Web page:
Instead of blaming Java, the fault here is Apple not releasing the much needed Java security updates on time.

oh and cut the "java is crap" nonsense. it's useful and there's a ton of applications, raging from complete bank applications to car diagnostic units, not forgetting the many server applications that exist. Yes java can be slow, sometimes sluggish and memory consuming. But just because you don't use it doesn't mean that the whole world shouldn't be using it.


Apple did release the 1.6.0_31 update. It was back in early April. 1.6.0_31 is the latest Java SE 6 release.

http://support.apple.com/kb/HT5055
http://www.oracle.com/technetw...se/releasenotes-136954.html

dotf said,

Apple are responsible for Java on their platform?

My Java for Windows comes from Oracle, not MS.

Yes Apple is actually the responsible for releasing Java instead of Oracle.

Praetor said,
Yes Apple is actually the responsible for releasing Java instead of Oracle.

Well I lay the blame solely in Apple's court then.
If Oracle have patched this in their JVM then it is Apple's for not staying lock-step.

giga said,

Apple did release the 1.6.0_31 update. It was back in early April. 1.6.0_31 is the latest Java SE 6 release.

Yeah. April. The security hole has known since January/February.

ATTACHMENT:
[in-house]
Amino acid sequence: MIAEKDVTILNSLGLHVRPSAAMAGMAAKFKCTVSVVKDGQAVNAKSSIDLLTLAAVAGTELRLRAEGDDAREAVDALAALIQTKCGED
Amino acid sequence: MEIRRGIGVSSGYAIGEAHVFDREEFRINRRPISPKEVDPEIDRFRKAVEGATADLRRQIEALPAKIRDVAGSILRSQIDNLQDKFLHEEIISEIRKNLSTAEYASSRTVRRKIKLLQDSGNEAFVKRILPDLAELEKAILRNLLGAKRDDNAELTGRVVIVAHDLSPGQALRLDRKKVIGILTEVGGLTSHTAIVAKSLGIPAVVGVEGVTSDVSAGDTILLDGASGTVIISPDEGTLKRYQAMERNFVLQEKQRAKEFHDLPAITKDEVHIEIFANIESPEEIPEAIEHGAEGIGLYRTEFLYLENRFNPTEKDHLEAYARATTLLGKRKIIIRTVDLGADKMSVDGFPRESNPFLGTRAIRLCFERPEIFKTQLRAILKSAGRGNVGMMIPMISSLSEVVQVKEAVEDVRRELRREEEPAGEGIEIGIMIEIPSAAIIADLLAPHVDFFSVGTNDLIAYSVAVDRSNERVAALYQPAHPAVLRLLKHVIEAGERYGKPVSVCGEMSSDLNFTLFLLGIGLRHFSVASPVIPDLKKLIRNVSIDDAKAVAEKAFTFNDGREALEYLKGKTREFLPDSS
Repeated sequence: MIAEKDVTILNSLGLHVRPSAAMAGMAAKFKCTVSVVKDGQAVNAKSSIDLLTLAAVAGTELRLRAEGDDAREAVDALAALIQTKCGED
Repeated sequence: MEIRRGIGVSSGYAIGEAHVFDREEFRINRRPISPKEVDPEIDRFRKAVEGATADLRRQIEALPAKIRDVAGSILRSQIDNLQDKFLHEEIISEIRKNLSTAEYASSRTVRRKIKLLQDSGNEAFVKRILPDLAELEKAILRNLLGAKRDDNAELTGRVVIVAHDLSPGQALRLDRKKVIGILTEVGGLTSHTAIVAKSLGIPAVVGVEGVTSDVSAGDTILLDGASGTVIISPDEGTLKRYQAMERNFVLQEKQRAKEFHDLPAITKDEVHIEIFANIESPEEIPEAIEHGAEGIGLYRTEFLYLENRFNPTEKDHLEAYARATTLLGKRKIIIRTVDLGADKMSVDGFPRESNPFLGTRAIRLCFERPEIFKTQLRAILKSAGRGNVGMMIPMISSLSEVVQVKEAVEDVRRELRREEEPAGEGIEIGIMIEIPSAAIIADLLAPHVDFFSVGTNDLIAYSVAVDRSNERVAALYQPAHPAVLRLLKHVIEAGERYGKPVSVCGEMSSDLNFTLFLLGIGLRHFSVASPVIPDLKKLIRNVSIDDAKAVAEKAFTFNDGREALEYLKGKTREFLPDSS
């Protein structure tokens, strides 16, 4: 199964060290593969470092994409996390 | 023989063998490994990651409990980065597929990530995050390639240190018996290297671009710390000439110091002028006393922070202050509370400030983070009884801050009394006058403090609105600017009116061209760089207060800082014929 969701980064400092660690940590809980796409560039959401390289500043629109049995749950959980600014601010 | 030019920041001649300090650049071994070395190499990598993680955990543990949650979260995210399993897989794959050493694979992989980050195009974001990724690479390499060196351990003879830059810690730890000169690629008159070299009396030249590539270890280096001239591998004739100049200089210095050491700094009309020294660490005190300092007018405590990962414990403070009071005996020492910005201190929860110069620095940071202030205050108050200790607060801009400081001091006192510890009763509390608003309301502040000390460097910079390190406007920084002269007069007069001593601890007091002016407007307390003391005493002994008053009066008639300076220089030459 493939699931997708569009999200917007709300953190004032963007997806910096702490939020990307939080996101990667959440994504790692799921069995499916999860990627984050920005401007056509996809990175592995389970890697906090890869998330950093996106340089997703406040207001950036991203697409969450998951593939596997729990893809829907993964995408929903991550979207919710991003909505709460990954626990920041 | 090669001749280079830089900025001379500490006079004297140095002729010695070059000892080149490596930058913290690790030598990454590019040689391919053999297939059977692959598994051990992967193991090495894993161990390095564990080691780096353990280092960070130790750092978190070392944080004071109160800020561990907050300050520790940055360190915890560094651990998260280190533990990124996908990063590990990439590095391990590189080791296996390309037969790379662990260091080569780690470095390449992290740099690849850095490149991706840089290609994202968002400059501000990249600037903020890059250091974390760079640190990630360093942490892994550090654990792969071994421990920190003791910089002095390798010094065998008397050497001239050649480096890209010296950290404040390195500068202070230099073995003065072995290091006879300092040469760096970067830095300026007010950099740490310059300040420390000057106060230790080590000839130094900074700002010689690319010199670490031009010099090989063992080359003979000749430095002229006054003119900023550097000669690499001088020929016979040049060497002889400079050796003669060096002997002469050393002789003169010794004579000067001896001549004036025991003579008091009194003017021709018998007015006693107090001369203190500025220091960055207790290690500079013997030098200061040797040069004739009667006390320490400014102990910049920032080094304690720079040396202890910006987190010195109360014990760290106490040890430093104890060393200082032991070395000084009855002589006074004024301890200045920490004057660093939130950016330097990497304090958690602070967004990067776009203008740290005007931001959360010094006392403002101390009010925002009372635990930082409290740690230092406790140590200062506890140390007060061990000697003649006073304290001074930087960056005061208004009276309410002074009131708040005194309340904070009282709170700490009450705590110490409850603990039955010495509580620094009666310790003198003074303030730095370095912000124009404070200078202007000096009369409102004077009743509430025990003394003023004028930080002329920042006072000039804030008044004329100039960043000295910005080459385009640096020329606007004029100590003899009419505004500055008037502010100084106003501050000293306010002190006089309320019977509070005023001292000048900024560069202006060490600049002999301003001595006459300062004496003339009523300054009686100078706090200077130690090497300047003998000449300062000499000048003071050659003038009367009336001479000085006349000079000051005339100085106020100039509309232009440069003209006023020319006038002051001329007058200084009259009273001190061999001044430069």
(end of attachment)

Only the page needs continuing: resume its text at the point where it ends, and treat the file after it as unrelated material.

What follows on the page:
I thought Apple releases/maintains its own version of Java...

If so then surely any problems with Java on a Mac is completely Apple's fault.

Blaming this on the alias of "Java" is just misdirecting blame.

Edited by lt8480, Apr 17 2012, 10:06am :

Reading through the comments, I find it kind of amusing how so many people are trying to fro the hot potato between Java, Adobe and Microsoft, while completely avoiding Apple's court.

1. The regular Java runtime was patched a while ago. It is the Apple managed runtime that has the problem.
2. If you are using the regular Java runtime, your Adobe products would not have been affected
3. The office vulnerability was patched in 2009. People who are infected either have not bothered to install the patch/update, or are running a pirated version.
http://arstechnica.com/apple/n...re-preying-on-mac-users.ars

That's my two cents worth anyway.

So, when MS products are "infected" via a 3rd party it's all MS's fault.... when Apple's products are infected the same ways, it's the 3rd parties fault not Apples... interesting... in the end the OS still allowed this to happen even though a 3rd party allowed it in

According to a small number of Mac OS X users, apparently that is the case. But you just want to extrapolate that to all Mac OS X users to make you point, so do what you do to make you feel good.

neufuse said,
So, when MS products are "infected" via a 3rd party it's all MS's fault.... when Apple's products are infected the same ways, it's the 3rd parties fault not Apples... interesting... in the end the OS still allowed this to happen even though a 3rd party allowed it in

Except Apple controls the Java VM on Macs.